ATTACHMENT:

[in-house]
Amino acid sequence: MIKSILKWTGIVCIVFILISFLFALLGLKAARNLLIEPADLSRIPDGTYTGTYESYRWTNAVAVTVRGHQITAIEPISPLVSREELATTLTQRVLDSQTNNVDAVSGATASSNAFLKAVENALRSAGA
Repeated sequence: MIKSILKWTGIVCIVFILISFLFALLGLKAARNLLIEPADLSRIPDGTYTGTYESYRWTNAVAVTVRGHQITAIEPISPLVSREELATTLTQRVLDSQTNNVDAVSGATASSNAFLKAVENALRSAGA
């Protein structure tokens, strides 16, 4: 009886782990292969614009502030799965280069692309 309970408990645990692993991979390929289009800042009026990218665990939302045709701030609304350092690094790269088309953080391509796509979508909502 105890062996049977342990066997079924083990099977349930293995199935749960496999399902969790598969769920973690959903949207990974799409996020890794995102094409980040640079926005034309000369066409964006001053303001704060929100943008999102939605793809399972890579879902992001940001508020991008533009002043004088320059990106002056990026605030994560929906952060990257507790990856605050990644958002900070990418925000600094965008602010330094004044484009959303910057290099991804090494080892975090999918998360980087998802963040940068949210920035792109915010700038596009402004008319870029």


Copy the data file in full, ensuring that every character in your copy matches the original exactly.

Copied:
[in-house]
Amino acid sequence: MIKSILKWTGIVCIVFILISFLFALLGLKAARNLLIEPADLSRIPDGTYTGTYESYRWTNAVAVTVRGHQITAIEPISPLVSREELATTLTQRVLDSQTNNVDAVSGATASSNAFLKAVENALRSAGA
Repeated sequence: MIKSILKWTGIVCIVFILISFLFALLGLKAARNLLIEPADLSRIPDGTYTGTYESYRWTNAVAVTVRGHQITAIEPISPLVSREELATTLTQRVLDSQTNNVDAVSGATASSNAFLKAVENALRSAGA
């Protein structure tokens, strides 16, 4: 009886782990292969614009502030799965280069692309 309970408990645990692993991979390929289009800042009026990218665990939302045709701030609304350092690094790269088309953080391509796509979508909502 105890062996049977342990066997079924083990099977349930293995199935749960496999399902969790598969769920973690959903949207990974799409996020890794995102094409980040640079926005034309000369066409964006001053303001704060929100943008999102939605793809399972890579879902992001940001508020991008533009002043004088320059990106002056990026605030994560929906952060990257507790990856605050990644958002900070990418925000600094965008602010330094004044484009959303910057290099991804090494080892975090999918998360980087998802963040940068949210920035792109915010700038596009402004008319870029």